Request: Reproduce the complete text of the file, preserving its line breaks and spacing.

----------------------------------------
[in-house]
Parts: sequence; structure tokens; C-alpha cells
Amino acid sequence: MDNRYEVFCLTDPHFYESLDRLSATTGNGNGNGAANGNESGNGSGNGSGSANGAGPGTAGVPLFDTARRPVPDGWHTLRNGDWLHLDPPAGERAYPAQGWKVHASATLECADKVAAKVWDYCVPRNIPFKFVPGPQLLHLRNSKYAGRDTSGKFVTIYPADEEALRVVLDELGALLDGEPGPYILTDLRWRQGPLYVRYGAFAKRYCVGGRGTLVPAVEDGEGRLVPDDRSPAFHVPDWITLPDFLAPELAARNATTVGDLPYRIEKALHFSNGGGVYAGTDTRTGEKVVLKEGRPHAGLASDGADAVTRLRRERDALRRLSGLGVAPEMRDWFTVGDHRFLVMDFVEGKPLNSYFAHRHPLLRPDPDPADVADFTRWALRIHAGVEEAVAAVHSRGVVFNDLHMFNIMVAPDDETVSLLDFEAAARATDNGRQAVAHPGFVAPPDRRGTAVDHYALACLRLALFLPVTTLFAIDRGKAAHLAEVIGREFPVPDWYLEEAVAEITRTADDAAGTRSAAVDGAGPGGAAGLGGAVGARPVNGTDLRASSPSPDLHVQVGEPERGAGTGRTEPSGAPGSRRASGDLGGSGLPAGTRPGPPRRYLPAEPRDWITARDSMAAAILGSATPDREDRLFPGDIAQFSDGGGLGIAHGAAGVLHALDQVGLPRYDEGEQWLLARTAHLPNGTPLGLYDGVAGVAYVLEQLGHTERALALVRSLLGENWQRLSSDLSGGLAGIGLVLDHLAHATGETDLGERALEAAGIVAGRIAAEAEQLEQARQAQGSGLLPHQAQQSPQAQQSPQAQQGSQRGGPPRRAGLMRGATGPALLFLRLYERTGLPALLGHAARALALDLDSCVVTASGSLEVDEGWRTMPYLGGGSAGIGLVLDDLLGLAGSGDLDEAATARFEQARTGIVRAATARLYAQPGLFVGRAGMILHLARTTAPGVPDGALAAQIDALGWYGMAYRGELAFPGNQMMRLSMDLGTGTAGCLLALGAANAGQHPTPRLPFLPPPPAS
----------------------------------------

[in-house]
Parts: sequence; structure tokens; C-alpha cells
Amino acid sequence: MDNRYEVFCLTDPHFYESLDRLSATTGNGNGNGAANGNESGNGSGNGSGSANGAGPGTAGVPLFDTARRPVPDGWHTLRNGDWLHLDPPAGERAYPAQGWKVHASATLECADKVAAKVWDYCVPRNIPFKFVPGPQLLHLRNSKYAGRDTSGKFVTIYPADEEALRVVLDELGALLDGEPGPYILTDLRWRQGPLYVRYGAFAKRYCVGGRGTLVPAVEDGEGRLVPDDRSPAFHVPDWITLPDFLAPELAARNATTVGDLPYRIEKALHFSNGGGVYAGTDTRTGEKVVLKEGRPHAGLASDGADAVTRLRRERDALRRLSGLGVAPEMRDWFTVGDHRFLVMDFVEGKPLNSYFAHRHPLLRPDPDPADVADFTRWALRIHAGVEEAVAAVHSRGVVFNDLHMFNIMVAPDDETVSLLDFEAAARATDNGRQAVAHPGFVAPPDRRGTAVDHYALACLRLALFLPVTTLFAIDRGKAAHLAEVIGREFPVPDWYLEEAVAEITRTADDAAGTRSAAVDGAGPGGAAGLGGAVGARPVNGTDLRASSPSPDLHVQVGEPERGAGTGRTEPSGAPGSRRASGDLGGSGLPAGTRPGPPRRYLPAEPRDWITARDSMAAAILGSATPDREDRLFPGDIAQFSDGGGLGIAHGAAGVLHALDQVGLPRYDEGEQWLLARTAHLPNGTPLGLYDGVAGVAYVLEQLGHTERALALVRSLLGENWQRLSSDLSGGLAGIGLVLDHLAHATGETDLGERALEAAGIVAGRIAAEAEQLEQARQAQGSGLLPHQAQQSPQAQQSPQAQQGSQRGGPPRRAGLMRGATGPALLFLRLYERTGLPALLGHAARALALDLDSCVVTASGSLEVDEGWRTMPYLGGGSAGIGLVLDDLLGLAGSGDLDEAATARFEQARTGIVRAATARLYAQPGLFVGRAGMILHLARTTAPGVPDGALAAQIDALGWYGMAYRGELAFPGNQMMRLSMDLGTGTAGCLLALGAANAGQHPTPRLPFLPPPPAS